My one complaint is they decided to give Amazon exclusive rights to stream this. An oversight I can only hope is temporary because I think everyone should listen to it and who the hell wants to listen to it there? If/once that is resolved I will add it to the playlist but until then it can be found at the link at the end of this piece.

Gengahr - Where Wildness Grows

This one was the diamond in the rough week I had to wade through 4-5 hours of mediocre to bad generic rock and metal to get to it but that just made it all the more worth it. If you are wondering, yes their name is a play on the ghost type Pokemon. Having missed their first release I was unaware of how critically acclaimed they were but now it is not hard to see why.

I liked of a lot of things about this album. They have a airy sound that reminds me of some of Foster the People’s early catalog particularly once Felix Bushe’s reverb ridden falsetto is added to the mix. If you are as unfamiliar with them as I was. I would describe their sound as a great indie band passed through a magical outboard device with one knob, dreamy. The lone sound that comes through clear is the bands lead guitarist, John Victor, who is the primary driving force of most of their songs. It would be easy for these opposing sounds to conflict and bury one another however the album is mixed well, which allows them to they play off each other.

One thing that does hold this album back is it falls into the trap that many have over recent years, it is too long. Unnecessarily long. I think I’ve complained about this here before so I’ll keep it short; producers need to know when songs should be cut from an album to benefit the whole. Not every song needs to be recorded and not every recorded song needs to go on an album, that’s what b-sides and singles are for. Songs like Carrion and Burning Air, whose slightly harder sound is meant to break up the monotony of their continuous sound, would do better by not existing on it. This would allow the listener to enjoy it for what it is and move on. Alternatively if they preferred to demonstrate their diversity, remove some of the more aforementioned repetitive sounding dreamy songs.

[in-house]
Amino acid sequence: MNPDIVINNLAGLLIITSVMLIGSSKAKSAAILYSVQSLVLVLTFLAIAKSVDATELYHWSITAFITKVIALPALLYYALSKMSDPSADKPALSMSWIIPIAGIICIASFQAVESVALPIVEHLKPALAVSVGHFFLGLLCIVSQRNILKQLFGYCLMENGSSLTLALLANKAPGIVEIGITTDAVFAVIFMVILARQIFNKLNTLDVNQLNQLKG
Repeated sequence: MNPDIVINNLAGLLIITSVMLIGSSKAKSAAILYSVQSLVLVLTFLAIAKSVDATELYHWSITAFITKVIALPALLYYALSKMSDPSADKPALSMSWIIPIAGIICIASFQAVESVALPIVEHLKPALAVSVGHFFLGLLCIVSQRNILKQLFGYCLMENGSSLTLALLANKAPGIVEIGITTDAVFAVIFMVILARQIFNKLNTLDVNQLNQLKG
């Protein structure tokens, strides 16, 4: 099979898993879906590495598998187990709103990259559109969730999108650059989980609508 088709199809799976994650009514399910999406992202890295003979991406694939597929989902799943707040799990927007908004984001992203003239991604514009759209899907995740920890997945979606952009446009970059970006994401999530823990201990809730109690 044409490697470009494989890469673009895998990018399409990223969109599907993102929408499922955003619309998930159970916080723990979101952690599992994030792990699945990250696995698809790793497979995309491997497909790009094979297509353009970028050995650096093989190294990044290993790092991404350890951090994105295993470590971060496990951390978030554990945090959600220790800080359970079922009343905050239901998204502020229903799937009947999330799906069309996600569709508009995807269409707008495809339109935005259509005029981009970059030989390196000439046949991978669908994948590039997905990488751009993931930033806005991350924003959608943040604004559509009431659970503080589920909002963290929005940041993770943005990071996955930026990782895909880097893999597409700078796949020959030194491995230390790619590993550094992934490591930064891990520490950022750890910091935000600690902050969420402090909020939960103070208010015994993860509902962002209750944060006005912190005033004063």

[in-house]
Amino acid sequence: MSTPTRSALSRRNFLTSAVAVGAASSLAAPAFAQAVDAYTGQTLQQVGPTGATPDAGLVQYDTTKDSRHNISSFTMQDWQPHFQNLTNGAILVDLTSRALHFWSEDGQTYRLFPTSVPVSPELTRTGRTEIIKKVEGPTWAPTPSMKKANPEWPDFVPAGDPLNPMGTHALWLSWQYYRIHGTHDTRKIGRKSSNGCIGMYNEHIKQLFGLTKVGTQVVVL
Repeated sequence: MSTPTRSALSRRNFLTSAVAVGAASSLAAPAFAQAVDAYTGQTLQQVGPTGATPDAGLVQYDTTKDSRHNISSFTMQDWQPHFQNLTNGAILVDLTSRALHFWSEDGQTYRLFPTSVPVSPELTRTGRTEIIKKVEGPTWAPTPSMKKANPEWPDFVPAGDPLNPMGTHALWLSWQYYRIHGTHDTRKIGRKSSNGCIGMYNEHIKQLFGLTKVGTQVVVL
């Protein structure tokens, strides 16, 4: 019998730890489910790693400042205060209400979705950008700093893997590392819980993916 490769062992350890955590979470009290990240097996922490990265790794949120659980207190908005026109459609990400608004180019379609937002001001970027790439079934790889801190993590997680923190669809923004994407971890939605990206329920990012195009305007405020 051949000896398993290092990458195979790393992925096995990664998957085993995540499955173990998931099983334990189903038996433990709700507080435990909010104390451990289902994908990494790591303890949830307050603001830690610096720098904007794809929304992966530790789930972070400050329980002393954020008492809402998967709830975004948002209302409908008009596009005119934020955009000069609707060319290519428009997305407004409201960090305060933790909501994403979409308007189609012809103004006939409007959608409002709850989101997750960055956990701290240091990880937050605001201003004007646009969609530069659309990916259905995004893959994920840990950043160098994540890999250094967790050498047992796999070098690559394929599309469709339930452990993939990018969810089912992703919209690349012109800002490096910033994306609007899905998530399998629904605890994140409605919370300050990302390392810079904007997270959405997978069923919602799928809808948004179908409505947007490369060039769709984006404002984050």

Overall I really enjoyed listening to this and the final two tracks really drove home everything good about it.

Swing and a miss:

Editors - Violence

This band has drawn comparisons to seemingly everyone from Interpol to U2(this one I don’t understand). The reason for the seemingly diverging comparisons is they have an ability to make songs in the vein of all these comparisons separately. Papillon has New Order written all over it, Ocean of Night Joy Division and Munich Interpol. The commonality to all these styles and songs is lead singer Tom Smith’s dark baritone vocals. While he hasn’t and may never have reach the iconic level of Morissey or Ian Curtis he is definitely only one tier lower.

On Violence, we hear less of pre established sound than in previous efforts. For this record Editors captured two types sound; one more rock than ever and the other more electro. These new styles give their breed of Post-Punk an arena like feel. It’s almost New Divisionesque, the problem is there is only one New Division. The songs Cold and Darkness at the Door are the best examples of the electric sound mentioned before while Hallelujah (So Low) is the rock one. Only about a third of the album is the dreary tone typically expected of the genre and that doesn’t occur until the final three tracks.

While this album is not objectively bad it was not really that appealing, at least at first listen. As I work on my fourth/fifth while writing this I will admit liking it more. This begs the question however, is it actually good or am I just looking for it to be? If I had any critiques it would be changing the track order to make these newer sounds a little less unfamiliar. It’s worth a listen I think but again just not my taste, so far. If you enjoy this even a little though, I definitely recommend checking out their catalog


To further make amends for missing Die Cut’s release week here is a snippet of * The Audience is Listening* in which Cut Chemist portrays a phone conversation by only cutting records, unreal.

*As promised here is August Greene until it is available on a real streaming service